Next stop, Monkey Town! If you do not want monkeys climbing all over you, perhaps ask your guide for an alternative path. The cute capuchins are energetic and playful, but don’t wait for an invitation to get up close to anyone in the vicinity. I was getting ready to take a photo of a particularly clingy one, when I suddenly felt another one jump on my head! They are extremely comfortable around people, and didn’t hurt anyone, but they are unpredictable so be prepared. 

We were taken on a walk through some of the gardens at the park, and saw some toucans and local plants. We spent a few minutes watching hummingbirds hover around a little display, and then it was finally time to get to the water. 

After a quick brief, we rented out lockers for $2 (be sure to carry cash if you want to rent one), and received life jackets that we had to inflate ourselves. The kayaks were not the clear ones advertised online; those were yellowed from the sun and stacked next to the ones reserved for use. Apparently those were not as durable and discoloured quickly, and were thus replaced. The ones in use are opaque, with just the bottom made of clear plastic.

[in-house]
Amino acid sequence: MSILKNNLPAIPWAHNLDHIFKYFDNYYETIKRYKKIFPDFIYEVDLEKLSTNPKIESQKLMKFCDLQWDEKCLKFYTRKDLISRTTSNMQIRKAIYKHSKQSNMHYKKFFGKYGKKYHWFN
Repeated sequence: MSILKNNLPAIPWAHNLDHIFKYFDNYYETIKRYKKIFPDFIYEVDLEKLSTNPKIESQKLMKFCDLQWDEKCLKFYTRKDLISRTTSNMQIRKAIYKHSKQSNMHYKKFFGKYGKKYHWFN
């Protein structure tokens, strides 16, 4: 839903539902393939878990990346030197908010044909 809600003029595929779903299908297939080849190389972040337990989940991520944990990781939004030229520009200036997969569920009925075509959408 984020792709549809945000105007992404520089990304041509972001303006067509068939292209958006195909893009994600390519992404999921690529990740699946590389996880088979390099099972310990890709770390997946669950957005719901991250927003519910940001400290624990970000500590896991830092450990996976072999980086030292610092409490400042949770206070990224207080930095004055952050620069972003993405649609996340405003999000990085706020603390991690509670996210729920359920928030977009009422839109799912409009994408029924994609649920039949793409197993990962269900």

Once out on the water, we were grateful that we went kayaking before snorkelling, as the hot, Caribbean sun was beating down on us while we paddled and paddled and paddled some more. Our guide led us to the left of the launch point, parallel to the beach. The ride took us to a lively beachfront, dotted with boats and lined with little hotels, bars, and beach clubs. Unfortunately, the glass bottomed kayaks didn’t help us much on our path, as we travelled over tons of seagrass, a smidgen of coral, and perhaps 2 fish. If given the option, ask to kayak straight out, perpendicular to the beach, as those groups were treated to a much more scenic trip.